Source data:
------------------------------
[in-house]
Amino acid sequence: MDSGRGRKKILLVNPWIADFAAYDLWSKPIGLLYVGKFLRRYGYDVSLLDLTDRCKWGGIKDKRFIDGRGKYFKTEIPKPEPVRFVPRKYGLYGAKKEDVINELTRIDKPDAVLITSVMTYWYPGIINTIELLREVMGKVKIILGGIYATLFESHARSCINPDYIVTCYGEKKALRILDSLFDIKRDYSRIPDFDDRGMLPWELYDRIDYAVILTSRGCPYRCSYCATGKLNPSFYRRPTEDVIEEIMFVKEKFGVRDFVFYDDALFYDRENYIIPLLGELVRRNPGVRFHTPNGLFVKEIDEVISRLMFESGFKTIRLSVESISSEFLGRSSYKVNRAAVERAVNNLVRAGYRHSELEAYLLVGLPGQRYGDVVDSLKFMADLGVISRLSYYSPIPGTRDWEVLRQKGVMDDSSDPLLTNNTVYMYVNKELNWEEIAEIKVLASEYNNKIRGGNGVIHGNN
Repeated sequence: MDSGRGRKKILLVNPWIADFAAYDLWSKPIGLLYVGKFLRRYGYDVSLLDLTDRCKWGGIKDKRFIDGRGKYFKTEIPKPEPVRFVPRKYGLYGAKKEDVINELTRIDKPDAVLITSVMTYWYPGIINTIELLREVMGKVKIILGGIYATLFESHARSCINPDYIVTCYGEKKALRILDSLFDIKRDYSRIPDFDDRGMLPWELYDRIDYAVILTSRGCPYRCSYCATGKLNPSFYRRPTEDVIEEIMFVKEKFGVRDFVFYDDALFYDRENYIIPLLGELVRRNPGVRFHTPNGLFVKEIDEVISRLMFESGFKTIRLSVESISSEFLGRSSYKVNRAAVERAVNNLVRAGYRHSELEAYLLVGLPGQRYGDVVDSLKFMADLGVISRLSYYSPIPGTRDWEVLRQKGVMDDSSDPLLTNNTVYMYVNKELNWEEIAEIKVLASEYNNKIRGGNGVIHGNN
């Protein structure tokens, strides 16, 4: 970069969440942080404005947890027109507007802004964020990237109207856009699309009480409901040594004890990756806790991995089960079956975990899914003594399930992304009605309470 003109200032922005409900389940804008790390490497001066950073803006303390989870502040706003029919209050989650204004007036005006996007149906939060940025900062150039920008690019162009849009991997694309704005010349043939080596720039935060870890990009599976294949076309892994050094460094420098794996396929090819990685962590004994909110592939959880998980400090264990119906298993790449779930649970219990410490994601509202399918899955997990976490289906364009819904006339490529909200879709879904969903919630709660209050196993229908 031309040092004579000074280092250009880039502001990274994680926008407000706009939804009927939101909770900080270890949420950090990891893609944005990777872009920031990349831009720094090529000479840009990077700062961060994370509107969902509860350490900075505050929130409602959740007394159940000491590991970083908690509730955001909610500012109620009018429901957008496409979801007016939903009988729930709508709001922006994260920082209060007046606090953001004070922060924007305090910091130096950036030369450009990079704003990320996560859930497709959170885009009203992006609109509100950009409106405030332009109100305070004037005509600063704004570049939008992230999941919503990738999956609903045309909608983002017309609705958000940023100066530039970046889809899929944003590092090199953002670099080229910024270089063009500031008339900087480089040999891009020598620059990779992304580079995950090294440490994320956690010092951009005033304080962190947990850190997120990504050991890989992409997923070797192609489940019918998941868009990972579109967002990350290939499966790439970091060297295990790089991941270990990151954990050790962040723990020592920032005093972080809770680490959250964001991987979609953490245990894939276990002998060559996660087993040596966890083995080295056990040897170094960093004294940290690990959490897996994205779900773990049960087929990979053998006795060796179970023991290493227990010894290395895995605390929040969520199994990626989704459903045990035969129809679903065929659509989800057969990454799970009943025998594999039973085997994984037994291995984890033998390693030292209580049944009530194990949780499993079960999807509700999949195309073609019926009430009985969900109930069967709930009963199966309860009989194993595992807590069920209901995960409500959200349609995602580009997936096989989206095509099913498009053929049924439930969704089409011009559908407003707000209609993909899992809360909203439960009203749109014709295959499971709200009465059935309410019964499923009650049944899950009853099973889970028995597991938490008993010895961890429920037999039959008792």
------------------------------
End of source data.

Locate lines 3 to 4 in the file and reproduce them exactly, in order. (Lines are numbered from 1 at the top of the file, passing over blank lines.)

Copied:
Repeated sequence: MDSGRGRKKILLVNPWIADFAAYDLWSKPIGLLYVGKFLRRYGYDVSLLDLTDRCKWGGIKDKRFIDGRGKYFKTEIPKPEPVRFVPRKYGLYGAKKEDVINELTRIDKPDAVLITSVMTYWYPGIINTIELLREVMGKVKIILGGIYATLFESHARSCINPDYIVTCYGEKKALRILDSLFDIKRDYSRIPDFDDRGMLPWELYDRIDYAVILTSRGCPYRCSYCATGKLNPSFYRRPTEDVIEEIMFVKEKFGVRDFVFYDDALFYDRENYIIPLLGELVRRNPGVRFHTPNGLFVKEIDEVISRLMFESGFKTIRLSVESISSEFLGRSSYKVNRAAVERAVNNLVRAGYRHSELEAYLLVGLPGQRYGDVVDSLKFMADLGVISRLSYYSPIPGTRDWEVLRQKGVMDDSSDPLLTNNTVYMYVNKELNWEEIAEIKVLASEYNNKIRGGNGVIHGNN
């Protein structure tokens, strides 16, 4: 970069969440942080404005947890027109507007802004964020990237109207856009699309009480409901040594004890990756806790991995089960079956975990899914003594399930992304009605309470 003109200032922005409900389940804008790390490497001066950073803006303390989870502040706003029919209050989650204004007036005006996007149906939060940025900062150039920008690019162009849009991997694309704005010349043939080596720039935060870890990009599976294949076309892994050094460094420098794996396929090819990685962590004994909110592939959880998980400090264990119906298993790449779930649970219990410490994601509202399918899955997990976490289906364009819904006339490529909200879709879904969903919630709660209050196993229908 031309040092004579000074280092250009880039502001990274994680926008407000706009939804009927939101909770900080270890949420950090990891893609944005990777872009920031990349831009720094090529000479840009990077700062961060994370509107969902509860350490900075505050929130409602959740007394159940000491590991970083908690509730955001909610500012109620009018429901957008496409979801007016939903009988729930709508709001922006994260920082209060007046606090953001004070922060924007305090910091130096950036030369450009990079704003990320996560859930497709959170885009009203992006609109509100950009409106405030332009109100305070004037005509600063704004570049939008992230999941919503990738999956609903045309909608983002017309609705958000940023100066530039970046889809899929944003590092090199953002670099080229910024270089063009500031008339900087480089040999891009020598620059990779992304580079995950090294440490994320956690010092951009005033304080962190947990850190997120990504050991890989992409997923070797192609489940019918998941868009990972579109967002990350290939499966790439970091060297295990790089991941270990990151954990050790962040723990020592920032005093972080809770680490959250964001991987979609953490245990894939276990002998060559996660087993040596966890083995080295056990040897170094960093004294940290690990959490897996994205779900773990049960087929990979053998006795060796179970023991290493227990010894290395895995605390929040969520199994990626989704459903045990035969129809679903065929659509989800057969990454799970009943025998594999039973085997994984037994291995984890033998390693030292209580049944009530194990949780499993079960999807509700999949195309073609019926009430009985969900109930069967709930009963199966309860009989194993595992807590069920209901995960409500959200349609995602580009997936096989989206095509099913498009053929049924439930969704089409011009559908407003707000209609993909899992809360909203439960009203749109014709295959499971709200009465059935309410019964499923009650049944899950009853099973889970028995597991938490008993010895961890429920037999039959008792």